What is the Relationship Between Risk and Return?

Nov 06, 2014
Behavioral Finance, Question of the Day, Investing, Chart of the Week

Hat tip to Dr. Barbara O’Neill, Rutgers Prof. for tweeting about this resource which provides return and standard deviation data on different asset classes over different time periods: Stocks, Bonds, Bills and Inflation.

Here’s the chart that provides a time series (logarithmic scale) of how the value of each of these assets has changed over time (adds details on large company value and S&P500 returns):

Stocks, Bonds, Bills

Have the students interpret each resource (the table as well as the time-series) and lead them on with additional questions:

  • Using the first resource (the table), rate the four assets from highest return to lowest return over:
    • 1 year (yes it was a great year in the stock market, not so much for bonds and bills):  Small company stocks (45.1%), Common Stocks, S&P500 (32.4%), LT Corporate Bonds (-7.1%), Treasury Bills (0%)
    • 5 year:  Students to complete
    • 10 year: Students to complete
    • 20 year: Students to complete
    • 88 year: Students to complete

Once students complete this exercise, they should notice a persistent pattern in the order of the asset classes from highest to lowest return.  Now have them rate the assets from highest to lowest based on their standard deviation (from first resource).

First, what is standard deviation?  A risk measure used by investors to provide a sense of how varied a given asset’s return will be.  So, a high standard deviation indicates that an asset’s returns will fluctuate more than an asset with a lower standard deviation.  Even with a logarithmic series on the time series, you can see how the high performing assets have more fluctuations.

So, how do the assets vary based on their long-term standard deviation?

  • Small company stocks:  32.3%
  • S&P500:  20.2%
  • Long-term corporate bonds:  8.4%
  • Treasury bills:  3.1%

There you have it, the assets with the highest return (small company stocks) also has the highest risk (as measured by standard deviation).  Someone will ask, if this is the case why not invest 100% in small company stocks since they have the highest return.  A few thoughts:

  • While this small company outperformance has persisted for some time, the past is no guarantee of future performance so better to diversify and hold multiple a mix of different assets.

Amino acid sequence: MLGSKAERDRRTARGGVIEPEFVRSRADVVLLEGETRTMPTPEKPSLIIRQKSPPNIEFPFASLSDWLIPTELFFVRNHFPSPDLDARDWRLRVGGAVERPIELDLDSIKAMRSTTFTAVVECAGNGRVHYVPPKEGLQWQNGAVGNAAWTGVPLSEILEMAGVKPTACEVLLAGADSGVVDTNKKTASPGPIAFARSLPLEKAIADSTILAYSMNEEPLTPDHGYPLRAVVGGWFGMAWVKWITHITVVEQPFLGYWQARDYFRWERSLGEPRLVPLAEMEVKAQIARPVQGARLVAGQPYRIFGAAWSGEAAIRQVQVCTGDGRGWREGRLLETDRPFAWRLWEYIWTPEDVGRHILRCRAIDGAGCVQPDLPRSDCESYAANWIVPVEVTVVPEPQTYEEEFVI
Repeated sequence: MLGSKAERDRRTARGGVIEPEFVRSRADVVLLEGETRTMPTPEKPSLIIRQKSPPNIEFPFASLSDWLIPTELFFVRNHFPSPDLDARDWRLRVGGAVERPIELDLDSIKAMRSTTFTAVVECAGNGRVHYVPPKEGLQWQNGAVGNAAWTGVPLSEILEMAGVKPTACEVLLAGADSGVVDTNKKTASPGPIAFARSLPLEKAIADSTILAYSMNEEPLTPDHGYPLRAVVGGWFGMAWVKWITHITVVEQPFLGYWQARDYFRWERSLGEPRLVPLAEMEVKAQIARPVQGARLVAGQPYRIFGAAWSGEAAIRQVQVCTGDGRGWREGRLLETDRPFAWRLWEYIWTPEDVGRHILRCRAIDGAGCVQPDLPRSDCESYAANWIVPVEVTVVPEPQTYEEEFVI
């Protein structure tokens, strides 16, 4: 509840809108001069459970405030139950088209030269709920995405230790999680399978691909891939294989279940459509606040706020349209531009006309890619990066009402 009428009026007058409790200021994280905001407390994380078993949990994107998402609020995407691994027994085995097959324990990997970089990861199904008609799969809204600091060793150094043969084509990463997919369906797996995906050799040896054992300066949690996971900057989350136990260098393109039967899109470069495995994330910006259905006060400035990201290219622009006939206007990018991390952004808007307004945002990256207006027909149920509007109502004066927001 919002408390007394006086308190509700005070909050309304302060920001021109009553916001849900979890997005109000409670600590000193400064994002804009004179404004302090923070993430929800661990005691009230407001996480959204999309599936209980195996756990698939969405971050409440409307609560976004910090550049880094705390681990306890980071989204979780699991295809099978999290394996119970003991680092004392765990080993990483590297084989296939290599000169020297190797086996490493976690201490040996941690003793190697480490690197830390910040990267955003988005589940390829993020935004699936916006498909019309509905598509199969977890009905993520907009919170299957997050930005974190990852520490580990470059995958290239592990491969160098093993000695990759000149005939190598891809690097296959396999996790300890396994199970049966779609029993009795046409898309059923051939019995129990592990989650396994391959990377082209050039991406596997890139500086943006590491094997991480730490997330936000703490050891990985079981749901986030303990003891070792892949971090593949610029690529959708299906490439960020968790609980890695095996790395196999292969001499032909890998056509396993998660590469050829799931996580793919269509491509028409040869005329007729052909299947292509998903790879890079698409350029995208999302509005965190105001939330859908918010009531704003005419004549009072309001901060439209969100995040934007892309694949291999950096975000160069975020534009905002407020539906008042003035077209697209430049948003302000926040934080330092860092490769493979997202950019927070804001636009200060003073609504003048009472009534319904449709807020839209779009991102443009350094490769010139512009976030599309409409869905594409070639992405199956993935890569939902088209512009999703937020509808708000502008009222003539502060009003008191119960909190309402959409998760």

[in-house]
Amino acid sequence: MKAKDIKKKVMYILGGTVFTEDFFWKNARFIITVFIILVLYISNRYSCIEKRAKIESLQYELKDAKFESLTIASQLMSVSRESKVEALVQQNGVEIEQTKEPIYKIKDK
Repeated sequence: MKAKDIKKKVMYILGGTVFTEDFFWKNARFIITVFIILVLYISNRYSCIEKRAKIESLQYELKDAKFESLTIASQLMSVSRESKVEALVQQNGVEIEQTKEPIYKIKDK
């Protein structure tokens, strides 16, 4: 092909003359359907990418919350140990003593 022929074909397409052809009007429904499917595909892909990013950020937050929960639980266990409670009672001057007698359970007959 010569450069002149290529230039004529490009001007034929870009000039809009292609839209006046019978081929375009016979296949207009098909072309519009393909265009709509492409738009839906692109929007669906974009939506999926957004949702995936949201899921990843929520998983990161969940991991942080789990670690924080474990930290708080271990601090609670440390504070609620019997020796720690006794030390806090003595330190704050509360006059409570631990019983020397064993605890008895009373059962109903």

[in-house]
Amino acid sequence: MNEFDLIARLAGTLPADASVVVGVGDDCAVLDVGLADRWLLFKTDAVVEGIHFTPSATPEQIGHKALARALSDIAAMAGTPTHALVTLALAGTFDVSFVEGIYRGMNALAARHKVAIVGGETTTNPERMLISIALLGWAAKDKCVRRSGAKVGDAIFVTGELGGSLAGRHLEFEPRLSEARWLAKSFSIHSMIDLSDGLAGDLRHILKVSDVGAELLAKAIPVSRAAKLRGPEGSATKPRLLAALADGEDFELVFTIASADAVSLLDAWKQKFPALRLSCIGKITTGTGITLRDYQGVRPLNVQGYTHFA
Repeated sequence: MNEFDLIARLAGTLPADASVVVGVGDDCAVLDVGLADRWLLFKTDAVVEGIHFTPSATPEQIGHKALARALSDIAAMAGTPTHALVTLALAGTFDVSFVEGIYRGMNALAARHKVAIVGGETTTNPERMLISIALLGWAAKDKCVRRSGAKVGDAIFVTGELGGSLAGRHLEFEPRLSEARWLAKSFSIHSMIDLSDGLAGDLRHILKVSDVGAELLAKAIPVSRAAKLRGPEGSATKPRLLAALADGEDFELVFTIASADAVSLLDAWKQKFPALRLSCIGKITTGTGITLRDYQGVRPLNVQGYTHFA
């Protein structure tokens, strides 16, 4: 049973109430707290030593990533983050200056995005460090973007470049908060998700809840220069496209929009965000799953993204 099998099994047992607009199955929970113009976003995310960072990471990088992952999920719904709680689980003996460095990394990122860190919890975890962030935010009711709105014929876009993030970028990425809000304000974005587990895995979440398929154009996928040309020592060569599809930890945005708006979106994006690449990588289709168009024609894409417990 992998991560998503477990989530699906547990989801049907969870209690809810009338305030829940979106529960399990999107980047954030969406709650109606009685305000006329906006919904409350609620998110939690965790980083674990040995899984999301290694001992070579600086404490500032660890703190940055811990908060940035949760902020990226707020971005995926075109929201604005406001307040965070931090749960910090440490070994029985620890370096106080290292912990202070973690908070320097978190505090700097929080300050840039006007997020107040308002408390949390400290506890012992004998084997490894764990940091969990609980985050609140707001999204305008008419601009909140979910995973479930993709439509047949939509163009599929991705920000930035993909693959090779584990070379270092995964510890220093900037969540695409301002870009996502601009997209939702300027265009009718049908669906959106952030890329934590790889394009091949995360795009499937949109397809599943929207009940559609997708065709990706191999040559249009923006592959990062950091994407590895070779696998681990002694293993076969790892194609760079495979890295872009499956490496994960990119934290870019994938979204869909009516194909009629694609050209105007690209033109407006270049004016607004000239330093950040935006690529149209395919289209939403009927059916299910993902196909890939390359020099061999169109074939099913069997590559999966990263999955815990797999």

• If you do make this decision, given how much the small company stock prices will jump around both up and down (remember they have a high standard deviation), you better have the right risk profile so you don’t sell when the stock prices decline.  This is where behavioral finance plays a role and often leads investors to be their own worst enemies.

Extension questions

  • Why do small companies have greater returns?  If you answered, “They are riskier”…you are right.  Why are they riskier?  In short, it is harder to forecast their performance and their futures are less certain.  Much easier to predict the performance of Coke next year as compared to a small-cap biotech company seeking approval for a new drug.

From AAII research:  “Small-cap stocks tend to have three primary characteristics that diminish the visibility of future cash flows. First, small-cap stocks will often have shorter track records upon which to build cash flow assumptions. Second, small-capitalization companies may be less widely followed by Wall Street analysts. Lastly, investors may perceive small-capitalization stocks as more economically sensitive assets. All of the above factors may have implications as to when small-cap stocks should theoretically outperform less risky equity assets.

  • We know that Treasury Bills have the lowest returns over many of these time periods.  What is a Treasury Bill and are they risky?

From Investopedia:  “A short-term debt obligation backed by the U.S. government with a maturity of less than one year.”

Key phrase is “backed by the U.S. government” which makes this as close to a risk less asset as any asset on the planet (some may debate me on this but a subject for another day).  Note that if you are totally risk averse and put all of your investments into T-bills, the risk YOU DO HAVE is that you won’t keep up with inflation.  Note that over the past year T-bills returns have been a big fat 0% while inflation (which increased the cost of a basket of goods you purchase) rose by 1.5%.

About the Author

Tim Ranzetta

Tim's saving habits started at seven when a neighbor with a broken hip gave him a dog walking job. Her recovery, which took almost a year, resulted in Tim getting to know the bank tellers quite well (and accumulating a savings account balance of over $300!). His recent entrepreneurial adventures have included driving a shredding truck, analyzing executive compensation packages for Fortune 500 companies and helping families make better college financing decisions. After volunteering in 2010 to create and teach a personal finance program at Eastside College Prep in East Palo Alto, Tim saw firsthand the impact of an engaging and activity-based curriculum, which inspired him to start a new non-profit, Next Gen Personal Finance.